6/28 A quick jaunt to Anchorage to finish Bill's dental work. With a gold tooth now he is really worth some money. I got a change in my eye glass prescription. Discovered that the retinal detachment changed the vision in my right eye from far sighted to near sighted 20/200. The new prescription gave me better vision in the right eye, but the double vision from the surgery is a bit more noticeable.
We just drove back down the Turnagain Arm to Seward. No electric sites available on the beach, so we are dry tonight. Bill says a lot of people are leaving on Sunday, so we will probably have power by Sunday. We are staying here through the 4th of July.

6/29 We changed sites two times today and have an electric site with a nice view of Resurrection Bay.
The crowds are building up for the fourth of July. The city employees are busy with the bogus “site reserved” notices people put up for their friends and the people who just don't pay or don't leave by 4PM checkout. A vehicle across from us got a pink eviction notice tied to their door. Their response was to just cross out their leaving date from the 29th to the 30th. Don't know how that worked, since the tag and the pay envelopes are numbered.
We walked to the harbor and William calculated how long it would take to walk to the boat for his fishing trip. Lunch was very pleasant at The Smoke Shack.
Later in the day William spotted a pod of orcas, killer whales, chasing maybe a school of herring near our side of the bay.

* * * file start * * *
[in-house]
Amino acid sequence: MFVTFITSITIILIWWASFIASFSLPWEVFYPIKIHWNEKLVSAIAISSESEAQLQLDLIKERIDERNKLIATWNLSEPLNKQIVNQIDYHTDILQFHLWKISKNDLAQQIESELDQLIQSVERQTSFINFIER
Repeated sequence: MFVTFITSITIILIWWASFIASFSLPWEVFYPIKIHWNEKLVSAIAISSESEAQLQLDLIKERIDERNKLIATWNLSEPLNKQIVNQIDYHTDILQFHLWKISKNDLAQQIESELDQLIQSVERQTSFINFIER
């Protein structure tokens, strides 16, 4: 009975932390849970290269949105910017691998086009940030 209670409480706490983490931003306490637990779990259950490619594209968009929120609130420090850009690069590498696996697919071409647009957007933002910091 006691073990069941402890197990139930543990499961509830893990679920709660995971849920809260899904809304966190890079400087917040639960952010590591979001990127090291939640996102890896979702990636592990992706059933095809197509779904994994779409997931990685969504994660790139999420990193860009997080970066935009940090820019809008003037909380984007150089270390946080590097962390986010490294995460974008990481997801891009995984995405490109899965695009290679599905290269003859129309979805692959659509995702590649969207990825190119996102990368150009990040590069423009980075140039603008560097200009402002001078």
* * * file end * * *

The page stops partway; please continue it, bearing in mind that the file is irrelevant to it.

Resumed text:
6/30 William was up bright and early and the first at the fishing boat. He relaxed, ate his breakfast sandwich and drank his coffee. The boat finally took off at 7AM. No Silver Salmon to be found. William caught some rock fish, a pink salmon and a small halibut. Not enough fish to send any home. He had 2/3 frozen and brought 1/3 back. We will pick up the frozen fish on our way out of town on the fifth.
I woke up at 8. Since I didn't feel like cooking for myself, I went out to a coffee shop, The Sea Bean. On the way there I spotted a lot of rabbits running around just like in Valdez. 

Orange, brown, spotted and white. The story I was told was that someone was raising rabbits in town and when the city said no rabbits, he just let them loose. Apparently there used to be a lot more, but the coyotes got them. I didn't see any coyotes, just rabbits.
I stopped at the Grazing Moose to check on the Summer Market and was told the vegetables were mostly on Thursdays, but she had a few. I got a few white turnips, some cat choy and a tiny bunch of rhubarb. She will bring me a bigger bunch of rhubarb tomorrow.
In the store I spotted a stuffed moose doll that my cousin Patty Whitlock would love as the face is made like a sock monkey.

Happy July: We drove around a bit today. We went out to Millers Landing to the end of the road. There are a lot of interesting houses, a few nice ones. The commercial area is heavily devoted to kayaking. We then investigated the other side of the bay. There is a prison over there, tucked under the lip of a glacier. The bare bones RV parks over on that side have a lot of spots and a good view of the midnight fireworks. I hear they have good fishing, when there are fish. The fishing for salmon is done by snagging. They throw out a hook and try to snag it on a fish. The salmon are not eating right now, so bait does not work. But there are just not enough fish for people to snag one.
View of Seward from the other side of Resurrection Bay